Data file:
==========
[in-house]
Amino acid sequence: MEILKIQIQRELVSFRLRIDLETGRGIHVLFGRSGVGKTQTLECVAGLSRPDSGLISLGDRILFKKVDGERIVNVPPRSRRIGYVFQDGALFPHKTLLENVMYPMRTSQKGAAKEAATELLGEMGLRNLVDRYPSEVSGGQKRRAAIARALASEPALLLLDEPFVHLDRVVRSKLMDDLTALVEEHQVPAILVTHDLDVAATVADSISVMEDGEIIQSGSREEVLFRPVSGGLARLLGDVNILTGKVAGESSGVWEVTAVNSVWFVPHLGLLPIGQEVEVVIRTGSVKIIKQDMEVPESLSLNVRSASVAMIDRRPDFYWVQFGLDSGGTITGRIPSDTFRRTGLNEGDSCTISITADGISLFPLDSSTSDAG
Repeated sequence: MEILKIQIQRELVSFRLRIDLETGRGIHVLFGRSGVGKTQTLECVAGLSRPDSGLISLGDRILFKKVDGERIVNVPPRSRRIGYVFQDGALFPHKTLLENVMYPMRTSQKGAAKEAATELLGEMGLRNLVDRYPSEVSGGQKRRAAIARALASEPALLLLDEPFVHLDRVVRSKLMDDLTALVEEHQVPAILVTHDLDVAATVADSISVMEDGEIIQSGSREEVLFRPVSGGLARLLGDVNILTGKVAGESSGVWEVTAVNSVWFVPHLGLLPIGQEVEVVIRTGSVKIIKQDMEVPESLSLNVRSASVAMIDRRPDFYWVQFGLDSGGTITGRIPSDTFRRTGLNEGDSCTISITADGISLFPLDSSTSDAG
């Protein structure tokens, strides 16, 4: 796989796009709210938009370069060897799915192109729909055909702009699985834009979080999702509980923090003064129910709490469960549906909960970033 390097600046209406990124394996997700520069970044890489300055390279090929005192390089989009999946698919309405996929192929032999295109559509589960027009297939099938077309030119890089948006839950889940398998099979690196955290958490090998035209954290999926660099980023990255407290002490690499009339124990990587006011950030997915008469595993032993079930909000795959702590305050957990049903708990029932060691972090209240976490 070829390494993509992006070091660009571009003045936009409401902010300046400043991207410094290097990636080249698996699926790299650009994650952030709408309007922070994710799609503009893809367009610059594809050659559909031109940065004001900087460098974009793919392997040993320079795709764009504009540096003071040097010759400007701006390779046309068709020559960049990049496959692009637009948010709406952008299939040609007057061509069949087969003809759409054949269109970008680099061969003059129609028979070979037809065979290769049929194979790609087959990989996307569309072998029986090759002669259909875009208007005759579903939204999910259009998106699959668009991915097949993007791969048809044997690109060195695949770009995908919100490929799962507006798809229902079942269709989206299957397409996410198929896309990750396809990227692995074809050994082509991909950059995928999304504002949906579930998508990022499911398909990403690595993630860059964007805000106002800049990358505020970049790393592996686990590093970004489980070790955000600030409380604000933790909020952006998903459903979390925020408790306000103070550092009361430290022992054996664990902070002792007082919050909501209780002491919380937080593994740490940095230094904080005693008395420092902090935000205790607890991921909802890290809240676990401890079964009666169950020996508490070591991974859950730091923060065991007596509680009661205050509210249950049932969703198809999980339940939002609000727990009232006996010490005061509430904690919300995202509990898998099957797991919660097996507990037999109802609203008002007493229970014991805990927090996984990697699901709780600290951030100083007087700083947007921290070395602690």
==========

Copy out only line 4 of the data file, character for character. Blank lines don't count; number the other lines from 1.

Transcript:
């Protein structure tokens, strides 16, 4: 796989796009709210938009370069060897799915192109729909055909702009699985834009979080999702509980923090003064129910709490469960549906909960970033 390097600046209406990124394996997700520069970044890489300055390279090929005192390089989009999946698919309405996929192929032999295109559509589960027009297939099938077309030119890089948006839950889940398998099979690196955290958490090998035209954290999926660099980023990255407290002490690499009339124990990587006011950030997915008469595993032993079930909000795959702590305050957990049903708990029932060691972090209240976490 070829390494993509992006070091660009571009003045936009409401902010300046400043991207410094290097990636080249698996699926790299650009994650952030709408309007922070994710799609503009893809367009610059594809050659559909031109940065004001900087460098974009793919392997040993320079795709764009504009540096003071040097010759400007701006390779046309068709020559960049990049496959692009637009948010709406952008299939040609007057061509069949087969003809759409054949269109970008680099061969003059129609028979070979037809065979290769049929194979790609087959990989996307569309072998029986090759002669259909875009208007005759579903939204999910259009998106699959668009991915097949993007791969048809044997690109060195695949770009995908919100490929799962507006798809229902079942269709989206299957397409996410198929896309990750396809990227692995074809050994082509991909950059995928999304504002949906579930998508990022499911398909990403690595993630860059964007805000106002800049990358505020970049790393592996686990590093970004489980070790955000600030409380604000933790909020952006998903459903979390925020408790306000103070550092009361430290022992054996664990902070002792007082919050909501209780002491919380937080593994740490940095230094904080005693008395420092902090935000205790607890991921909802890290809240676990401890079964009666169950020996508490070591991974859950730091923060065991007596509680009661205050509210249950049932969703198809999980339940939002609000727990009232006996010490005061509430904690919300995202509990898998099957797991919660097996507990037999109802609203008002007493229970014991805990927090996984990697699901709780600290951030100083007087700083947007921290070395602690």